Zero Trust is quickly becoming the go-to cybersecurity framework for organizations seeking to protect their networks and data. The concept of Zero Trust requires organizations to verify the identities of users attempting to access sensitive areas or resources, regardless of where they are located. This ensures that only authenticated and authorized users can access protected data and systems.
Organizations are increasingly adopting Zero Trust principles to protect their networks and data from malicious actors. They are also leveraging identity management solutions, such as multi-factor authentication (MFA), to ensure that only legitimate users can access sensitive systems.
In the future, more organizations will continue to adopt Zero Trust principles as they become further aware of the potential threats posed by malicious actors. This will increase the security of their networks and data and offer greater peace of mind to those responsible for protecting them.
As cybercriminals become increasingly tech-savvy, the threat of deepfake technology is becoming ever more real. The FBI has already reported attempts to combine BEC techniques with deepfakes and video conferencing software, leading to cases of fraud through audio fakes. Now, with the advances in technology and lowering price points, there is an increasing risk of video fakes being used. This could be immensely damaging if distributed via Zoom calls or other means of communication.
To stop this from happening, businesses must take steps to protect themselves from this type of attack. Firstly, employees should be better trained in spotting deepfake attacks, and procedures for signing off on wire transfers should be improved. Secondly, utilizing AI-powered tools can help to detect and block such malicious content before it reaches its intended victims. By staying alert and taking appropriate measures, businesses can go a long way toward preventing fraud via deepfake technology.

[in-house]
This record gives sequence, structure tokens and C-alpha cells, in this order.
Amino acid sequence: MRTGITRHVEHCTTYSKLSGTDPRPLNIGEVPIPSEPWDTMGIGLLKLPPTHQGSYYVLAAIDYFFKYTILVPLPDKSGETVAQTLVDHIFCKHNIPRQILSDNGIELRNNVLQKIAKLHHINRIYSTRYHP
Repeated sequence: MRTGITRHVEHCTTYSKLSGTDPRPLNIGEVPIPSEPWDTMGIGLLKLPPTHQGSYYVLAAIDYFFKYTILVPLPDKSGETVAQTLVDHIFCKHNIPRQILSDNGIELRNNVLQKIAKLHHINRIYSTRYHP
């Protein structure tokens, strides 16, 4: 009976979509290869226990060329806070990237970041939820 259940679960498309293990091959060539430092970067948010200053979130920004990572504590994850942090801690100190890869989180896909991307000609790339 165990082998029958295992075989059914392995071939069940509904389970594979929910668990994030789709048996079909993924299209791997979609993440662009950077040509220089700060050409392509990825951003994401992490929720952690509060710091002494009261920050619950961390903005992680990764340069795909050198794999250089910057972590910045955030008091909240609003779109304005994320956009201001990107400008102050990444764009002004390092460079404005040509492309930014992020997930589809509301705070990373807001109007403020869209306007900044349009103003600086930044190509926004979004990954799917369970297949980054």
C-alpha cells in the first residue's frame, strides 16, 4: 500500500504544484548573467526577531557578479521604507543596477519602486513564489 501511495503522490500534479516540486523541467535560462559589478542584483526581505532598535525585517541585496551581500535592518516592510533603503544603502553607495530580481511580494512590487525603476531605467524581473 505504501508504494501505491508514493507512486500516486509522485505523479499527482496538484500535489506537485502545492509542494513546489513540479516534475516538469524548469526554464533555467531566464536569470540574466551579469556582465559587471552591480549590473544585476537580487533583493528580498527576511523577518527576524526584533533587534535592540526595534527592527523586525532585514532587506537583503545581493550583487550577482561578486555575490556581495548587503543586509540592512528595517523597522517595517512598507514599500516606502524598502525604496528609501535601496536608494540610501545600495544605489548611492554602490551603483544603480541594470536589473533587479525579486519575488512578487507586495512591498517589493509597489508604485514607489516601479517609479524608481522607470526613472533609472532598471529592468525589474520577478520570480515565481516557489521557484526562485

In 2022, data breaches were more frequent and costly than ever. According to InfoSecurity Magazine, there was a massive 70 percent rise in data breaches in Q3 of 2022 compared to 2021. This demonstrates the importance of keeping up with the latest security measures if businesses are going to protect their data from malicious attacks.
If businesses want to reduce their risk of a breach and decrease its costs when one occurs, they must take proactive steps towards strengthening their defenses against adversaries. Security solutions like firewalls, antivirus software, and user education are critical tools for staying ahead of threats. Businesses should also work on establishing disaster recovery plans and regularly testing them so that they can respond quickly once a breach happens.
With the right security postures in place, businesses can reduce their risk of a data breach, and if one occurs, limit its associated costs and ramifications.
As we move into 2023, it is essential that organizations continue to prioritize their cybersecurity strategies and remain vigilant against new threats. While technology and security practices have certainly advanced in recent years, it is still important to remain informed on the latest trends and keep up with the best practices to prepare for what lies ahead.